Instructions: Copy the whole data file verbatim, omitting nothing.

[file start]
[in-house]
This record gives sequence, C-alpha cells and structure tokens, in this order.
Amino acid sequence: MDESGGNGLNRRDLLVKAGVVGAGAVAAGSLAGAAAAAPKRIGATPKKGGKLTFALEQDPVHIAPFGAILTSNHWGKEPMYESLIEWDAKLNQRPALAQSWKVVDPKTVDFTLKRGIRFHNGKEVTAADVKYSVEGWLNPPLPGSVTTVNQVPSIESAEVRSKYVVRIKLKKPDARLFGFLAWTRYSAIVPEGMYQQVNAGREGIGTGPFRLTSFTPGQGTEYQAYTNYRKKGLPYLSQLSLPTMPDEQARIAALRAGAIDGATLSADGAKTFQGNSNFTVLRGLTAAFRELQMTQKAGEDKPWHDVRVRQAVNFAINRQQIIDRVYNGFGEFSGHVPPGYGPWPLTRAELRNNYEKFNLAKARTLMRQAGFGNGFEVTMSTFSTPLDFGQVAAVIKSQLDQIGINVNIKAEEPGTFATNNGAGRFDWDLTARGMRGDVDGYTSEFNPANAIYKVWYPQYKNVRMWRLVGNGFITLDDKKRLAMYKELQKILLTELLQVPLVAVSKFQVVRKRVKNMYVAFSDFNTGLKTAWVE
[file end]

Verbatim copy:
[in-house]
This record gives sequence, C-alpha cells and structure tokens, in this order.
Amino acid sequence: MDESGGNGLNRRDLLVKAGVVGAGAVAAGSLAGAAAAAPKRIGATPKKGGKLTFALEQDPVHIAPFGAILTSNHWGKEPMYESLIEWDAKLNQRPALAQSWKVVDPKTVDFTLKRGIRFHNGKEVTAADVKYSVEGWLNPPLPGSVTTVNQVPSIESAEVRSKYVVRIKLKKPDARLFGFLAWTRYSAIVPEGMYQQVNAGREGIGTGPFRLTSFTPGQGTEYQAYTNYRKKGLPYLSQLSLPTMPDEQARIAALRAGAIDGATLSADGAKTFQGNSNFTVLRGLTAAFRELQMTQKAGEDKPWHDVRVRQAVNFAINRQQIIDRVYNGFGEFSGHVPPGYGPWPLTRAELRNNYEKFNLAKARTLMRQAGFGNGFEVTMSTFSTPLDFGQVAAVIKSQLDQIGINVNIKAEEPGTFATNNGAGRFDWDLTARGMRGDVDGYTSEFNPANAIYKVWYPQYKNVRMWRLVGNGFITLDDKKRLAMYKELQKILLTELLQVPLVAVSKFQVVRKRVKNMYVAFSDFNTGLKTAWVE